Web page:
A few weeks ago, I went to a friend’s art opening. It was held in the front room of a large Victorian with lofty ceilings and hip-to-ceiling windows that shone with dusky light. Her prints meandered like a black and white stream around white walls, and lay across a large table in the middle of the room. I started at the table, magnetized towards a small paper box with printed accordion fold-outs that stretched into printed images of verdant greenery.
“That didn’t turn out how I meant it to.” Artist Olivia Arau McSweeney looked on as I pumped the box open and closed, printed sides folding and unfolding in paper pleats. She picked up another small box to my right and pulled it open like an accordion. “See? This was my prototype.” The blank sides on hers stretched flat, while mine stayed furrowed and off-kilter. “I made a sketch of how it’s supposed to work here.” She pointed at a series of diagrams drafted with an engineer’s precision. “I think the ink affected the folding action?”
She replaced the box on the table. “Anyway, let me know if you have any questions while you’re looking around!” I nodded and she drifted away to greet a cluster of new arrivals.
Last Friday night, sitting in the ODC theater at Emily Hansel’s newest work, “Four By Four,” I couldn’t help but think of Olivia’s show. Though the setting (a dark and drafty theater), the art form (moving bodies on stage), the context (a “completed” work at the culmination of a month's long rehearsal process), and the themes explored (a “messy attempt at refusing productivity” and an exploration of “not knowing”) were distinct, both shows felt like invitations to enter the work through process instead of product. These invitations came not in the form of written descriptions or verbal explanation, but instead by way of the art itself. Both Olivia and Emily used the languages native to their work (sketches, paper prototypes, and choreography) to reveal the processes that had given birth to what we were seeing.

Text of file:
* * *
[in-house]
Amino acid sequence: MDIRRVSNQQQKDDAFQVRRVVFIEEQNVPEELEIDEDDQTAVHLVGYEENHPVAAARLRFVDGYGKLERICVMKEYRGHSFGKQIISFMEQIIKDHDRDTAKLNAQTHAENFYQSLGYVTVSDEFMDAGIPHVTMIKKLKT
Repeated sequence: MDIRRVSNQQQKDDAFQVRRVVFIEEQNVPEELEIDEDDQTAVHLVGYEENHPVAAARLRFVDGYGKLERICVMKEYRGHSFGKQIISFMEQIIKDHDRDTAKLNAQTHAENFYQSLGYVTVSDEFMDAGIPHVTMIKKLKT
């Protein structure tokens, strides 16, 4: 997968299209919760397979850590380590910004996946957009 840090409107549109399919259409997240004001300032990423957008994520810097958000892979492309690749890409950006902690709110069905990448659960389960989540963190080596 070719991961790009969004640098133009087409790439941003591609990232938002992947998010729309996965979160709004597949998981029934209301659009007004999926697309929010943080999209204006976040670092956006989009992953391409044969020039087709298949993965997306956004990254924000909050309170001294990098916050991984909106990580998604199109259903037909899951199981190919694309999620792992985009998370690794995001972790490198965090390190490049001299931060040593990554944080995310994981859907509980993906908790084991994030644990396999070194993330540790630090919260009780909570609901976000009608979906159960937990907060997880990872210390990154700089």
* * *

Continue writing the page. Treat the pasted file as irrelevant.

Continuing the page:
In doing so, both bodies of work unfolded for me in unexpectedly rich ways. Olivia’s folding box became not just a beautiful and clever paper contraption, but a study on iteration, noticing, and the unpredictability of working with uncontrollable materials like paper and ink. “Four By Four” became a series of infinitely branching questions around the communicative potential of moving bodies on stage—Is movement innately meaningful? What limits and potential do moving bodies have for precision in communication? To what extent is the meaning of a movement shaped by its context (physical, compositional, historical, sonic etc.)? How are all these things the same or different from other forms of communication? And on and on. By the end of the show, I was swimming in a gentle glow of non-verbal intention, clear that something had been given to me, but not yet able to put words to it.
The show took place in three 15 to 20 minute chunks of dancing separated by two 5 minute pauses. During each pause, we were invited to get up and stretch, chat with our neighbors, or do whatever else we wanted—a sort of choose-your-own-adventure palette cleanser. The chunks of dancing read like triplets to me—clearly of the same family, but different enough from one another to feel like separate entities. They became synergistically more fascinating when presented alongside one another.
Dancers and co-creators, Alex Carrington, Mia J. Chong, Shareen DeRyan, and Chelsea Reichert, danced in every section. Each wore an outfit of monochrome pastel—orange, pink, lavender, and yellow—and their movements stayed in a similarly narrow register throughout. I saw mechanical clocks and ballerinas, swooping birds, a wind-up toy, a water toss, a dog tail-wagging, hugs, butt scoots, and body rolls. Mostly, they moved with a kind of gentle staccato of linear arm, hand and leg gestures, accented by brief moments of stillness, a curve of the spine, spiraling turns, or minor upticks in speed.